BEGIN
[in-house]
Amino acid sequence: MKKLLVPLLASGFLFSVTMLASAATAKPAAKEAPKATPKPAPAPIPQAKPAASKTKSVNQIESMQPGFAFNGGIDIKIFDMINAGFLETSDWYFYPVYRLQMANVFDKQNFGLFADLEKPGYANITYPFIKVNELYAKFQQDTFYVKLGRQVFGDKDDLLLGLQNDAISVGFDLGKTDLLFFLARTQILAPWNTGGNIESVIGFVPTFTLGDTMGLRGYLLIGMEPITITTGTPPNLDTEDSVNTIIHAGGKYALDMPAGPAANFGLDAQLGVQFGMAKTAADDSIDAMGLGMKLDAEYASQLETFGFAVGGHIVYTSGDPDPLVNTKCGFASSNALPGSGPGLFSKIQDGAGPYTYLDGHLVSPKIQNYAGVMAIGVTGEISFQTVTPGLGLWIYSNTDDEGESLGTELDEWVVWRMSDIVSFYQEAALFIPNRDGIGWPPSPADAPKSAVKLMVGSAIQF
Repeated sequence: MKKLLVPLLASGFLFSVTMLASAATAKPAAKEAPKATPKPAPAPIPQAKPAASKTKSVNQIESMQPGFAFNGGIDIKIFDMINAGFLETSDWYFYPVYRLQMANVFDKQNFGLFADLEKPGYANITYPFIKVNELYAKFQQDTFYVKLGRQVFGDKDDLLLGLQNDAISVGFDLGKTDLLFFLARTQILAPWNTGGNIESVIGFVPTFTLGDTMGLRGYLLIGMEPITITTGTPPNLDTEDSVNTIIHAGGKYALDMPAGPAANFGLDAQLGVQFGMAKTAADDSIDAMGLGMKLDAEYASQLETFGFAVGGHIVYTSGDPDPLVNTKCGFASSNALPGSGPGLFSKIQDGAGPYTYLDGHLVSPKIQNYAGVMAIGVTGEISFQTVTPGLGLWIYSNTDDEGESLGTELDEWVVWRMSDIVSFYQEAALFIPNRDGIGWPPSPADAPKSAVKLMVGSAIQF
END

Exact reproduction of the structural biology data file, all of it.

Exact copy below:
[in-house]
Amino acid sequence: MKKLLVPLLASGFLFSVTMLASAATAKPAAKEAPKATPKPAPAPIPQAKPAASKTKSVNQIESMQPGFAFNGGIDIKIFDMINAGFLETSDWYFYPVYRLQMANVFDKQNFGLFADLEKPGYANITYPFIKVNELYAKFQQDTFYVKLGRQVFGDKDDLLLGLQNDAISVGFDLGKTDLLFFLARTQILAPWNTGGNIESVIGFVPTFTLGDTMGLRGYLLIGMEPITITTGTPPNLDTEDSVNTIIHAGGKYALDMPAGPAANFGLDAQLGVQFGMAKTAADDSIDAMGLGMKLDAEYASQLETFGFAVGGHIVYTSGDPDPLVNTKCGFASSNALPGSGPGLFSKIQDGAGPYTYLDGHLVSPKIQNYAGVMAIGVTGEISFQTVTPGLGLWIYSNTDDEGESLGTELDEWVVWRMSDIVSFYQEAALFIPNRDGIGWPPSPADAPKSAVKLMVGSAIQF
Repeated sequence: MKKLLVPLLASGFLFSVTMLASAATAKPAAKEAPKATPKPAPAPIPQAKPAASKTKSVNQIESMQPGFAFNGGIDIKIFDMINAGFLETSDWYFYPVYRLQMANVFDKQNFGLFADLEKPGYANITYPFIKVNELYAKFQQDTFYVKLGRQVFGDKDDLLLGLQNDAISVGFDLGKTDLLFFLARTQILAPWNTGGNIESVIGFVPTFTLGDTMGLRGYLLIGMEPITITTGTPPNLDTEDSVNTIIHAGGKYALDMPAGPAANFGLDAQLGVQFGMAKTAADDSIDAMGLGMKLDAEYASQLETFGFAVGGHIVYTSGDPDPLVNTKCGFASSNALPGSGPGLFSKIQDGAGPYTYLDGHLVSPKIQNYAGVMAIGVTGEISFQTVTPGLGLWIYSNTDDEGESLGTELDEWVVWRMSDIVSFYQEAALFIPNRDGIGWPPSPADAPKSAVKLMVGSAIQF